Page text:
To adjust the energy absorbing characteristics by changing the coating site and coating thickness of the coating material 52, the coating material 52 may be provided only on the outer peripheral surface of the hybrid pipe 50 as shown in FIG. 5, or only on the inner peripheral surface, or on both the outer peripheral surface and the inner peripheral surface of the hybrid pipe 50 as shown in FIG. 6 over the entire length or a portion of the length of the hybrid pipe 50. By providing the coating material 52 on the outer and inner peripheral surfaces of the hybrid pipe 50, the apparent plate thickness of the hybrid pipe 50 further increases and the resistance against elongation in the directions of the axis involved in compression further increases. As a result, energy absorbing characteristics with a sharp rising of load can be achieved. The coating material 52 can easily be provided on the outer and inner peripheral surfaces over the entire length of the hybrid pipe 50 simply by dipping the hybrid pipe 50 in a bath containing the coating material 52, thereby offering an advantage in surface treatment. This arrangement may also be applied to other embodiments described below.

FIG. 7 is a graph indicating load(F)-displacement(S) energy absorbing characteristics of different hybrid pipes. Compared with the energy absorbing characteristic curve 41 (broken line) of a hybrid pipe not having a coating material, the energy absorbing characteristic curves 43 (single-dot line) and 45 (double-dot line) of hybrid pipes each having a coating material 52 exhibit sharp rising of load F and small amounts of displacement S. The coating material 52 of the hybrid pipe indicated by the double-dot line 45 is thicker than that of the hybrid pipe indicated by the single-dot line 43. As indicated, the thicker coating material 52 (double-dot line 45) achieves a sharper rising of load F and a smaller displacement S than the thinner coating material 52 (single-dot line 43).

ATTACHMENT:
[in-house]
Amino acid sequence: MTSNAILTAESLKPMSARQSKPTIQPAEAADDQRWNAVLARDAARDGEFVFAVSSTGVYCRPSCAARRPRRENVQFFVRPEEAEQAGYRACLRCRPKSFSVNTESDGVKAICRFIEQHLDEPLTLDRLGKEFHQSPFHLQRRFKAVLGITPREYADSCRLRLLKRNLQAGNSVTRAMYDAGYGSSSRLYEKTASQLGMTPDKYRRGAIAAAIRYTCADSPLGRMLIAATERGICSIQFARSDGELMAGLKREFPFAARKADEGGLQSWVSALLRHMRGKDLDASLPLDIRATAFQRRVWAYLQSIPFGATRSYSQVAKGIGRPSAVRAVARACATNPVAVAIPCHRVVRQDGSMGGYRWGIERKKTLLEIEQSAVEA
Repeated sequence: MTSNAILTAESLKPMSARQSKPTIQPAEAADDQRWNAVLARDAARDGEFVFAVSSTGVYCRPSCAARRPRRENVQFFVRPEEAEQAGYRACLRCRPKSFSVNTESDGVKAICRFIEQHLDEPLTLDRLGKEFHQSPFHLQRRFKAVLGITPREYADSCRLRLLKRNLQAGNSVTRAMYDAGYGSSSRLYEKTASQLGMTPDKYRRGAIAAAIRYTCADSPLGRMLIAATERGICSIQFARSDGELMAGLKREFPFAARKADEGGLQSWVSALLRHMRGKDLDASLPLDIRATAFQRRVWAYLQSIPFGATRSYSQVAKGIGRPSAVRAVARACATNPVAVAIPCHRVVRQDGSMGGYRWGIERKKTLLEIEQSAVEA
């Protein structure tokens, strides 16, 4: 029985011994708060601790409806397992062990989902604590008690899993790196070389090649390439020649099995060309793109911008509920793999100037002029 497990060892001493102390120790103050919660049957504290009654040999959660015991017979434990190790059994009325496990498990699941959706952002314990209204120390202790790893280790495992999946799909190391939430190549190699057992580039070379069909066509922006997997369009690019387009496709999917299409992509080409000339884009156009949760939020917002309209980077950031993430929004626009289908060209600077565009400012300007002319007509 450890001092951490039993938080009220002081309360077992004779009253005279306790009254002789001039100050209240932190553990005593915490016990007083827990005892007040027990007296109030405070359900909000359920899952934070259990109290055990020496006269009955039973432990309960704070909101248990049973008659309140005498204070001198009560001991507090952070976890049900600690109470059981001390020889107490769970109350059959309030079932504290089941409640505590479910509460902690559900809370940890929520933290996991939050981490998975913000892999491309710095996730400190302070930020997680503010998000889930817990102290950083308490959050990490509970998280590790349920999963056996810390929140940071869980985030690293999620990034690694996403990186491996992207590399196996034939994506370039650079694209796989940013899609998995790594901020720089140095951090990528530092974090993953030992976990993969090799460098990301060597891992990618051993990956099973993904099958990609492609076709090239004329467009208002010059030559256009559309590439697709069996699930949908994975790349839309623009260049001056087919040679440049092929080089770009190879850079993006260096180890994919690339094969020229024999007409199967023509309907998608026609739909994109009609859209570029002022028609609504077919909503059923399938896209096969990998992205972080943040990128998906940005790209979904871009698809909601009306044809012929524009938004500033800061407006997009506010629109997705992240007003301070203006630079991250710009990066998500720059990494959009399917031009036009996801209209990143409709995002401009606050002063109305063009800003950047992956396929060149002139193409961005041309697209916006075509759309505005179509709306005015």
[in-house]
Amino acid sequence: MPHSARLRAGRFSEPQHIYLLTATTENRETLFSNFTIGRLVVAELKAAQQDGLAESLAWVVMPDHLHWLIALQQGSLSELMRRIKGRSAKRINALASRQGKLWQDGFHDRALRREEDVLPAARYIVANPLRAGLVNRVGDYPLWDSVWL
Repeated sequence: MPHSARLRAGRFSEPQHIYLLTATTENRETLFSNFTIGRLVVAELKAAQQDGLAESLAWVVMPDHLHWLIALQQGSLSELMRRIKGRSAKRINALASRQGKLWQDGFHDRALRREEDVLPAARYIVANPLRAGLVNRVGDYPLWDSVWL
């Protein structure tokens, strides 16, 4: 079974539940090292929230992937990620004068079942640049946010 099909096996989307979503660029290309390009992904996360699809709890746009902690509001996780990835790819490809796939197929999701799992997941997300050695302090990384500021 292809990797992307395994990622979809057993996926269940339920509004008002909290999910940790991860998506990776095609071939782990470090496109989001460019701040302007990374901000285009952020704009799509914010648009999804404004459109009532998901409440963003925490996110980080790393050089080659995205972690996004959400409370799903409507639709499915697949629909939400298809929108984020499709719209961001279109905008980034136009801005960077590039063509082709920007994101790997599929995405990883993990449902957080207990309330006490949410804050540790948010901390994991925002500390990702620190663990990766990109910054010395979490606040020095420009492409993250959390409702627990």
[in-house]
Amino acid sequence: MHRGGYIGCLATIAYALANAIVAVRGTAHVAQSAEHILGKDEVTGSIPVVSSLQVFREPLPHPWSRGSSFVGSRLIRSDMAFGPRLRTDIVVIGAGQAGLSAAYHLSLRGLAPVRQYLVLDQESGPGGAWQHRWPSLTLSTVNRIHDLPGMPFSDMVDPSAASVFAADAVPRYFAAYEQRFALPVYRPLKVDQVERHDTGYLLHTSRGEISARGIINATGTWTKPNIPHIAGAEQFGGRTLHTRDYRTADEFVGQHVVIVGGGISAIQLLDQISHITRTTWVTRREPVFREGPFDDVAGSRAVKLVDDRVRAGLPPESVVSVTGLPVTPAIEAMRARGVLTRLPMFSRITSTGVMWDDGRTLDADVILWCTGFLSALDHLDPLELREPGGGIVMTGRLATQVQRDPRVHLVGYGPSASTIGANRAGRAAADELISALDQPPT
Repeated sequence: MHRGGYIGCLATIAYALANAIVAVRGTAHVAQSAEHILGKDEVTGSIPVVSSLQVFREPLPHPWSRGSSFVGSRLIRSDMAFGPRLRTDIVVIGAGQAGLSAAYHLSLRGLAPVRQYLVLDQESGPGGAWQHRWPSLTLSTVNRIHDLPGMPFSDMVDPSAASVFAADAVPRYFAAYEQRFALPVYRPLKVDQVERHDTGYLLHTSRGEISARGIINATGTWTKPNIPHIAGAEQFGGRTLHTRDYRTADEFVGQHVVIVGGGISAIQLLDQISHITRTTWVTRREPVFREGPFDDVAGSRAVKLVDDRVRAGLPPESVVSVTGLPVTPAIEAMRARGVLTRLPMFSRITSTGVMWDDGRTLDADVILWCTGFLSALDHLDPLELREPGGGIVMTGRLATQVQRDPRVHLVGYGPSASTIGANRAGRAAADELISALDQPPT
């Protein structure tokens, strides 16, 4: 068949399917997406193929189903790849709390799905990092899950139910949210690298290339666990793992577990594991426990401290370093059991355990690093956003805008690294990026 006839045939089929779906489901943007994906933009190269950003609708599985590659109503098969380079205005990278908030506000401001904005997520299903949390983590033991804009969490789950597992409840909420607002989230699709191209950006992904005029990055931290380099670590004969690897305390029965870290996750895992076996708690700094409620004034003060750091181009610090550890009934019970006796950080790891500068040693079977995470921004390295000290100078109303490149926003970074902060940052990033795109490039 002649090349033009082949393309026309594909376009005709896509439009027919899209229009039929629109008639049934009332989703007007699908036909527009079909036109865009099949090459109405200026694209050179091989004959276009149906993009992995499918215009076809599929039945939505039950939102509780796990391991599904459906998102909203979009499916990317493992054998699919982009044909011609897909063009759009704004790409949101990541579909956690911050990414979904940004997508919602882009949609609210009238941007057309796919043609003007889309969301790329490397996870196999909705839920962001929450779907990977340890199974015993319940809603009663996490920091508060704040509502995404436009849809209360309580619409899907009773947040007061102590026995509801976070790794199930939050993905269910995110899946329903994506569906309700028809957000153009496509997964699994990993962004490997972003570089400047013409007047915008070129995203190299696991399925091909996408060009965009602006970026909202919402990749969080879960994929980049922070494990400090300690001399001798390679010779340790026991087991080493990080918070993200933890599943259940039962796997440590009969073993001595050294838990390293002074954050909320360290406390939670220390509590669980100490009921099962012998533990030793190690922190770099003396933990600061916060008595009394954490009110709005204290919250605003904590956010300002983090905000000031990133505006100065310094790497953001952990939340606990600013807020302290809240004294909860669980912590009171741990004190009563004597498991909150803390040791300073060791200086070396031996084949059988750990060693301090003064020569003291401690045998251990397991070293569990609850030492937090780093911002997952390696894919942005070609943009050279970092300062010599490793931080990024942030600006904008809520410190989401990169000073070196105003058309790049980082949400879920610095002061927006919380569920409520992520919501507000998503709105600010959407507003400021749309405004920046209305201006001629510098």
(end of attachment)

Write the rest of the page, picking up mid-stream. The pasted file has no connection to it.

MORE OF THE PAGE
In a structure shown in FIG. 8, a hybrid pipe 50 has a coating material 52 on a forward end portion 54 indicated by cross-hatching, and does not have a coating material 52 on the other portion 58 of the hybrid pipe 50. The hybrid pipe 50 is mounted in the vehicle body so that the forward end portion 54 thereof is located at an intersecting portion between a front pillar 56 and a roof side rail 60. As indicated by the load(F)-displacement(S) energy absorbing characteristic curves shown in FIG. 9, the energy absorbing characteristic curve 53 of the end portion 54 of the hybrid pipe 50 located adjacent to the intersecting portion exhibits a sharper rising of load F and a smaller displacement S than the energy absorbing characteristic curve 51 of the other portion 58 of the hybrid pipe 50. At the intersecting portion between the front pillar 56 and the roof side rail 60, the interval between the structure member and the interior trim is small so that it is difficult to provide a sufficient large displacement space for the energy absorbing member disposed therein. However, by disposing the hybrid pipe 50 in such a manner that the end portion 54 coated with the coating material 52 is located at the intersecting portion, sufficient energy absorption can be achieved even in the reduced interval at the intersecting portion.

The hybrid pipe 50 is coated with an adhesive coating material in accordance with desired or required energy absorbing characteristics as described above. The “desired or required energy absorbing characteristics” means energy absorbing characteristics improved over those of hybrid pipes not coated with a coating material, as indicated by the energy absorbing characteristic curves 43, 45, 53 shown in FIGS. 7 and 9. The “desired or required energy absorbing characteristics” also means original or designed energy absorbing characteristics that are recovered from a difficult situation where the original energy absorbing characteristics are not readily realized.